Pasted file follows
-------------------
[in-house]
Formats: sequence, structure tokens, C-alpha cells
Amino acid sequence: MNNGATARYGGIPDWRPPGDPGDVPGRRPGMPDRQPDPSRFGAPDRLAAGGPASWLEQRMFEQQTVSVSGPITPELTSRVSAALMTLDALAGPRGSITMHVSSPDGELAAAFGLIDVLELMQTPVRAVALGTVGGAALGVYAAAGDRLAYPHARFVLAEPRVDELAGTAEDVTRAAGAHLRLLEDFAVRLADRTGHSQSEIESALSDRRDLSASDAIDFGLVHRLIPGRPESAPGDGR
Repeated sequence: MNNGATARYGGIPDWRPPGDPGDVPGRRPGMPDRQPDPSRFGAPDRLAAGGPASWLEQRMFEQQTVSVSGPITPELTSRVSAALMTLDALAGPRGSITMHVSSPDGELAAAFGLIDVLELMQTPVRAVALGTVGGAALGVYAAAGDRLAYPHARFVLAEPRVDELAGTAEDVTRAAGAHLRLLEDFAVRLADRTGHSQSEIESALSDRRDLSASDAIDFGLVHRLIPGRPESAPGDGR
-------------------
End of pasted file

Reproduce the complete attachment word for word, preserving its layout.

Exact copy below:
[in-house]
Formats: sequence, structure tokens, C-alpha cells
Amino acid sequence: MNNGATARYGGIPDWRPPGDPGDVPGRRPGMPDRQPDPSRFGAPDRLAAGGPASWLEQRMFEQQTVSVSGPITPELTSRVSAALMTLDALAGPRGSITMHVSSPDGELAAAFGLIDVLELMQTPVRAVALGTVGGAALGVYAAAGDRLAYPHARFVLAEPRVDELAGTAEDVTRAAGAHLRLLEDFAVRLADRTGHSQSEIESALSDRRDLSASDAIDFGLVHRLIPGRPESAPGDGR
Repeated sequence: MNNGATARYGGIPDWRPPGDPGDVPGRRPGMPDRQPDPSRFGAPDRLAAGGPASWLEQRMFEQQTVSVSGPITPELTSRVSAALMTLDALAGPRGSITMHVSSPDGELAAAFGLIDVLELMQTPVRAVALGTVGGAALGVYAAAGDRLAYPHARFVLAEPRVDELAGTAEDVTRAAGAHLRLLEDFAVRLADRTGHSQSEIESALSDRRDLSASDAIDFGLVHRLIPGRPESAPGDGR